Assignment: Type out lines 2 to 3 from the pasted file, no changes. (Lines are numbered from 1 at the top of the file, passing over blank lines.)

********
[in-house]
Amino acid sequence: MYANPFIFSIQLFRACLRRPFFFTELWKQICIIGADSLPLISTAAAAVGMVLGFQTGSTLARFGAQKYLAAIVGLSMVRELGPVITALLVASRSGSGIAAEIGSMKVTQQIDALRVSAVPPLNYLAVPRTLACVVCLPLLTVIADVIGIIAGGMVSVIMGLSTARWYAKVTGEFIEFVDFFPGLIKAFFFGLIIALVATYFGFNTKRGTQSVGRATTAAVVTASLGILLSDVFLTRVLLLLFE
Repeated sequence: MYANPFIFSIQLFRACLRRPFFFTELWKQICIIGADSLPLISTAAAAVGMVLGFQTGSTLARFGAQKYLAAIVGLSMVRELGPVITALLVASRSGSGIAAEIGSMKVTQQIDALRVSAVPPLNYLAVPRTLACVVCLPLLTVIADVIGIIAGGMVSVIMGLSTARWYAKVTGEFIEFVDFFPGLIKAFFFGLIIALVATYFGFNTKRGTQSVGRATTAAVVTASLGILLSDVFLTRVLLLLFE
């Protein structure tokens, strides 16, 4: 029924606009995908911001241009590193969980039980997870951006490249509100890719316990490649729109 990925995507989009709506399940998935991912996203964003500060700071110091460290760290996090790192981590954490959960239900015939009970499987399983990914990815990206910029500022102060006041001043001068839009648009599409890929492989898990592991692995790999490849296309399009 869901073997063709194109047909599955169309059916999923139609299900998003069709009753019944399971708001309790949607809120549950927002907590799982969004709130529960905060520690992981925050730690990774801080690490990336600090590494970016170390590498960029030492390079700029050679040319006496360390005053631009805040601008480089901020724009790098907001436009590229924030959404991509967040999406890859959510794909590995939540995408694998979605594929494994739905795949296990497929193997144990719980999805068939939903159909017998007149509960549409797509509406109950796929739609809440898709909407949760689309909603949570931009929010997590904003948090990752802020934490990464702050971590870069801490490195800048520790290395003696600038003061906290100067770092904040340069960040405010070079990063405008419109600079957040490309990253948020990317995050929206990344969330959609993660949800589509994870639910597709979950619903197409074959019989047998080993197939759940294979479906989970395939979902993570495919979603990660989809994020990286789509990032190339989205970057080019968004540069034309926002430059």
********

Amino acid sequence: MYANPFIFSIQLFRACLRRPFFFTELWKQICIIGADSLPLISTAAAAVGMVLGFQTGSTLARFGAQKYLAAIVGLSMVRELGPVITALLVASRSGSGIAAEIGSMKVTQQIDALRVSAVPPLNYLAVPRTLACVVCLPLLTVIADVIGIIAGGMVSVIMGLSTARWYAKVTGEFIEFVDFFPGLIKAFFFGLIIALVATYFGFNTKRGTQSVGRATTAAVVTASLGILLSDVFLTRVLLLLFE
Repeated sequence: MYANPFIFSIQLFRACLRRPFFFTELWKQICIIGADSLPLISTAAAAVGMVLGFQTGSTLARFGAQKYLAAIVGLSMVRELGPVITALLVASRSGSGIAAEIGSMKVTQQIDALRVSAVPPLNYLAVPRTLACVVCLPLLTVIADVIGIIAGGMVSVIMGLSTARWYAKVTGEFIEFVDFFPGLIKAFFFGLIIALVATYFGFNTKRGTQSVGRATTAAVVTASLGILLSDVFLTRVLLLLFE